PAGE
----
The day the twin towers fell, Nathan was just in diapers, born about 6 months prior. I remember sitting in my living room in my post-pregnancy sweat pants, finishing up breakfast, placing Nathan in his playpin, about to begin cleaning. Instead, just like the rest of world, I sat glued to the news and watched repeatedly the chaos and horror of the aftermath, as Nathan lay next to me on his belly trying to roll over, as babies do.
|Nathan, 6 months|
If you've read the book, the Last Lecture, then, you know exactly what I'm talking about. And, if you haven't go, run, read it now. It will inspire you to go for whatever you've been meaning to do but just haven't quite gotten around to do (giving away that one thing you cherish but know someone else would love more than you, get that dog you've always wanted, serve someone in some way that you KNOW speaks love to them, call a friend you've been thinking about and just haven't, start that business you've always dreamed of but have been to afraid to fail or succeed at, serve yourself in some way without feeling guilty, discover and live your passion, do that one thing you've been meaning to do but find a million reasons not do to or give yourself permission to let go of that one thing in recognition that it's just not as valued as you thought it was...).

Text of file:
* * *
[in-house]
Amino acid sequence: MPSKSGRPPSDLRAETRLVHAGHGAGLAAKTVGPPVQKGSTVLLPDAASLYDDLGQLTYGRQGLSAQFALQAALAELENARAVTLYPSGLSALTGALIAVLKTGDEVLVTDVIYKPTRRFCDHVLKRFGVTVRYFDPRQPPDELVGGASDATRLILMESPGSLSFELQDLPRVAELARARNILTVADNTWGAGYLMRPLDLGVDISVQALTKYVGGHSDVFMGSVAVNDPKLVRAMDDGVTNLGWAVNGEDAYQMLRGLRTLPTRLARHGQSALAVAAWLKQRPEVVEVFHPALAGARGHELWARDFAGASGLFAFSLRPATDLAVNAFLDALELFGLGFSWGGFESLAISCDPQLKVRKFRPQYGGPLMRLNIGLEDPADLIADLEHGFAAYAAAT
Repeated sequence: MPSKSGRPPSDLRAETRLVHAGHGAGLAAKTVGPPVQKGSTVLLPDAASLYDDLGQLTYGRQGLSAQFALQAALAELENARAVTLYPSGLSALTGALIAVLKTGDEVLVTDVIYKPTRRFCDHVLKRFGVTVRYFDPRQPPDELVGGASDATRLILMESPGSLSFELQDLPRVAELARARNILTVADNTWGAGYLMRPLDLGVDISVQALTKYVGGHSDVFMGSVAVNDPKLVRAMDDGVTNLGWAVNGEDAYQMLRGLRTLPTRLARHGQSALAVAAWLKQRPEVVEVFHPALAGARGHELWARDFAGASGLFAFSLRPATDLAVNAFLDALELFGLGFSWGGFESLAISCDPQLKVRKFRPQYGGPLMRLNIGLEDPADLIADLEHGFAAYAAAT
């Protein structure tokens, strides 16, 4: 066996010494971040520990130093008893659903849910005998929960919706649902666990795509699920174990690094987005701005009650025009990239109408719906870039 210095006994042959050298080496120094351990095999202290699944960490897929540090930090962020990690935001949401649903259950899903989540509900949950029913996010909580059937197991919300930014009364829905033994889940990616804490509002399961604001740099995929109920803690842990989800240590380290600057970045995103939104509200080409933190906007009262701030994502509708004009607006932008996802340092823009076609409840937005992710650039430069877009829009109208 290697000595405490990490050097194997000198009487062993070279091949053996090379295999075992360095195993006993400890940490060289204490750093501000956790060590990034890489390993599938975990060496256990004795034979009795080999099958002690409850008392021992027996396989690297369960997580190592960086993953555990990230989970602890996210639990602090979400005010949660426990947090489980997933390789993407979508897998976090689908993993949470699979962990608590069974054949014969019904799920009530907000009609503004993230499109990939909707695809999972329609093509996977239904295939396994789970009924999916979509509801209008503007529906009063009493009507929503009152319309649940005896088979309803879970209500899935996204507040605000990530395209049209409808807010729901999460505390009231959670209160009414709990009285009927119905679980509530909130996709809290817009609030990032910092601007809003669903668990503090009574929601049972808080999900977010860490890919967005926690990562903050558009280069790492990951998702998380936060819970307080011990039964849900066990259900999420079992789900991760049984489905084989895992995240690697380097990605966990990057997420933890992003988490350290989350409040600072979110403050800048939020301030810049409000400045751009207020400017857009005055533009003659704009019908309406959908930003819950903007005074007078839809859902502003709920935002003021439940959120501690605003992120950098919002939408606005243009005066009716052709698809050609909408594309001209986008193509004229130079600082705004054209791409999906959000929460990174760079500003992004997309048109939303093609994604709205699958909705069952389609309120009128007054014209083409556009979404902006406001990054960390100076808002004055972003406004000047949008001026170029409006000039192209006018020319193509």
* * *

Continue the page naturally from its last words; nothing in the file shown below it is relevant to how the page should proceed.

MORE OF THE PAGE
In teaching yoga, I have found much reward... unintentionally. Sharing passionately what is in my heart is so gratifying that it's hard for me to believe that it's service at times. Keeping it in perspective that it's not my yoga class- it's the students. Teaching is a gift. (Although it's tempting to go on about how little I know and how far I have to go... teaching is beyond humbling. There is always someone suggesting, commenting, critiquing.... but all of it molds and sharpens my prickly edges in some way. I am grateful.)
What is your gift to give?